The Invert (also Chopper or V Invert) is one of the first major milestones in every Pole career. With an Invert, you will literally raise from the broad mass of non-Pole dancers and you will probably receive your first “Wow, you can do crazy stuff”. However, the Invert only falls into the lap of a very few Pole Dancers, and I am clearly speaking from experience. So for months, an Invert can keep you, frustratingly, from majorly progressing with your Pole training.

An Invert requires a considerable degree of strength and technique that must be learned and practiced often. If the corresponding muscle groups are not yet strong enough and your body is not ready for an Invert, then, unfortunately, there is no shortcut. You will have to train your strength until your muscles are sufficiently strong to support you through your Invert. However, I often note that many of my students would be strong enough, but that technical issues are keeping them from performing a clean Invert. The technique of an Invert is much more complex than it might seem. An Invert is not only about kicking your leg high enough to cling to the Pole. 

Today, I reveal a few tricks to succeed a clean Invert. Moreover, I explain 3 things you might be doing wrong when inverting.

  1. You are positioned wrongly to the Pole

The position of your body in relation to the Pole is the first decisive criterion for a successful Invert. If you stand slightly behind your Pole, your Invert will not succeed. If you stand parallel next to  the Pole, you might make it, but you are giving yourself an unnecessarily hard time. So stand as close to the Pole as you can and position your hip before the Pole. In this position, the Pole assists your Invert from the back and supports your abdominal muscles when inverting.

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2. You reach too high and your elbows point outwards

For the Invert, we enter the Strong Hold. You reach around the Pole with your inner arm and position the Pole almost in your armpit. Your hand is in a True Grip (fingers and thumb are on opposite sides of the Pole, the thumb points up) and at eye level. The outside hand grips to the Pole, slightly above the inner hand. Both hands are close together. The inner arm presses firmly into the Pole and the elbow faces forwards. If your elbow points outwards, you cannot put enough pressure on your arm and your Strong Hold is neither secure nor stable.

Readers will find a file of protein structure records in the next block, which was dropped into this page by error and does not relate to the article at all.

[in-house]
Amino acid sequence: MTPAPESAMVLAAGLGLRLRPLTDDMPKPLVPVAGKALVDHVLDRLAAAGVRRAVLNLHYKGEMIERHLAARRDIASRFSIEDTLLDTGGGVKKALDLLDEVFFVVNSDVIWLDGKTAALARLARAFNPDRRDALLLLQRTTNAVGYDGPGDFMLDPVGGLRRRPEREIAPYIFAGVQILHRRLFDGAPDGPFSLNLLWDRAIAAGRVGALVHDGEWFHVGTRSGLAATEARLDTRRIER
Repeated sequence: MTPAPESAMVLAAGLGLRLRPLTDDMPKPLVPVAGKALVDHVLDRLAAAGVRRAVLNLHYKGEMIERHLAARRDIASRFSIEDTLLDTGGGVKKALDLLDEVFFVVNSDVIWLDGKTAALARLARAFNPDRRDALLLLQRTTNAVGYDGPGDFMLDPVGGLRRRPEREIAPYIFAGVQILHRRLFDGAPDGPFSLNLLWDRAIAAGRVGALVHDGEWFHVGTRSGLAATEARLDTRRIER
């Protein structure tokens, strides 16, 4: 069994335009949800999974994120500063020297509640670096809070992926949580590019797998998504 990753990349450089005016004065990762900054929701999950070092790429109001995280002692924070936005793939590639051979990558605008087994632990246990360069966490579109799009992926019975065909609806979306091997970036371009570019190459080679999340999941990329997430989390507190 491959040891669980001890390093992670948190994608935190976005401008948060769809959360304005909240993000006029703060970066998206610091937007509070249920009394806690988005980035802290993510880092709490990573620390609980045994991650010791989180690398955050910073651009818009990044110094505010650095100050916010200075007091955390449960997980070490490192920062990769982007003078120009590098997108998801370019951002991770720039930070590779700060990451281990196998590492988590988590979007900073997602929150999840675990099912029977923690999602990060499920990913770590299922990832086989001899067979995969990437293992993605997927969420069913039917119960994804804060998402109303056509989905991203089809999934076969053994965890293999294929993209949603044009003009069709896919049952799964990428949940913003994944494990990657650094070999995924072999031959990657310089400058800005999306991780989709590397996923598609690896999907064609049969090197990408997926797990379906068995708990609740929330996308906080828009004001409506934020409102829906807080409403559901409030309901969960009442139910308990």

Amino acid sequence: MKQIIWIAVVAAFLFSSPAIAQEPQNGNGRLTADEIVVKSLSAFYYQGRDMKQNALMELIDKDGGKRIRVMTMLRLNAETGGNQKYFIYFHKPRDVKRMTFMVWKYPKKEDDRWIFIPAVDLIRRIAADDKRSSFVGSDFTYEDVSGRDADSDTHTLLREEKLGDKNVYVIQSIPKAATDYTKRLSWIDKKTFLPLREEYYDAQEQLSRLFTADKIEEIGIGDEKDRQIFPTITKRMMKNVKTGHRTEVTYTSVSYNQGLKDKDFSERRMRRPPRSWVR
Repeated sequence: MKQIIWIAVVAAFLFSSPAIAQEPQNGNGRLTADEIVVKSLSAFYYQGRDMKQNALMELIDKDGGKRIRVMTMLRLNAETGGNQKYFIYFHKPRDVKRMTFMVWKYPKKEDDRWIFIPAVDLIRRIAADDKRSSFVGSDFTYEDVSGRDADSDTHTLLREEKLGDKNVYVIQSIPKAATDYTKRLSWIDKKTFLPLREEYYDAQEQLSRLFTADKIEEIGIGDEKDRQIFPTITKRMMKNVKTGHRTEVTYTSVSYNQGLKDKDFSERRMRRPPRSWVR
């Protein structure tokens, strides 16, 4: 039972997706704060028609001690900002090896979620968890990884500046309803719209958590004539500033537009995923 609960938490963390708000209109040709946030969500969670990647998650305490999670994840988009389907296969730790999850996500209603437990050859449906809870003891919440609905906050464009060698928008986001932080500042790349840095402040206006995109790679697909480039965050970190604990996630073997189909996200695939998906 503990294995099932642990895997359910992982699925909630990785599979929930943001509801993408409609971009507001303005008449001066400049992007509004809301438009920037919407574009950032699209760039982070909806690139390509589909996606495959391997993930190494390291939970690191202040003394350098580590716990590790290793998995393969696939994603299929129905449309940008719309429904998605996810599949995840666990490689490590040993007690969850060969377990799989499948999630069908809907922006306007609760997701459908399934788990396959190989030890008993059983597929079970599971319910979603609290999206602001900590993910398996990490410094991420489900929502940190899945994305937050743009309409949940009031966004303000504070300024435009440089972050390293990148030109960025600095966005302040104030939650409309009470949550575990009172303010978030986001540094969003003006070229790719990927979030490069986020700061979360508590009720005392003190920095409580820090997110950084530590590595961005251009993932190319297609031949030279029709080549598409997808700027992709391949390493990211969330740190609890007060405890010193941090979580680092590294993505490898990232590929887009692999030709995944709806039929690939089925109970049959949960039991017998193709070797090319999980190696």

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Another mistake I often observe on Pole beginners is that they reach too high. In the next steps you will bring your legs over your head, elongate your arms and let your upper body sink backwards, downwards. When you reach so high that your arms are almost stretched out, you will either need to jump into your Invert or your upper body will not have the possibility to sink downwards. 

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3. You stop your Crunch too early

The third and final essential part of succeeding your Invert is a maximum Crunch. Many of my Pole students are strong enough for a clean Invert, follow point 1 & 2, however, stop the Crunch too early and fail. A perfect crunch, that leads to a successful Invert, means tucking your pelvis and bringing your knees as close as possible to your chest. This requires a lot of upper abdominal muscle strength and it frankly is a challenge. However, it is also simply a matter of getting used to. If your pelvis is not tucked and your knees are too far from your chest, the weight shift of your body is not optimal to let your upper body sink down. If your butt feels too heavy and unliftable, this might be a sign that your Crunch is not enough. With a clean Crunch, your butt has already passed the lowest point, and you only have to keep the tension, elongate your arms, and you will shift into a marvelous Invert.

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Invert Checklist

  • Hip in front of the Pole
  • Hands at eye level, inner elbow facing forwards
  • maximum Crunch

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I wish you lots of fun and good luck with the Invert.

If you have any further questions, leave me a comment.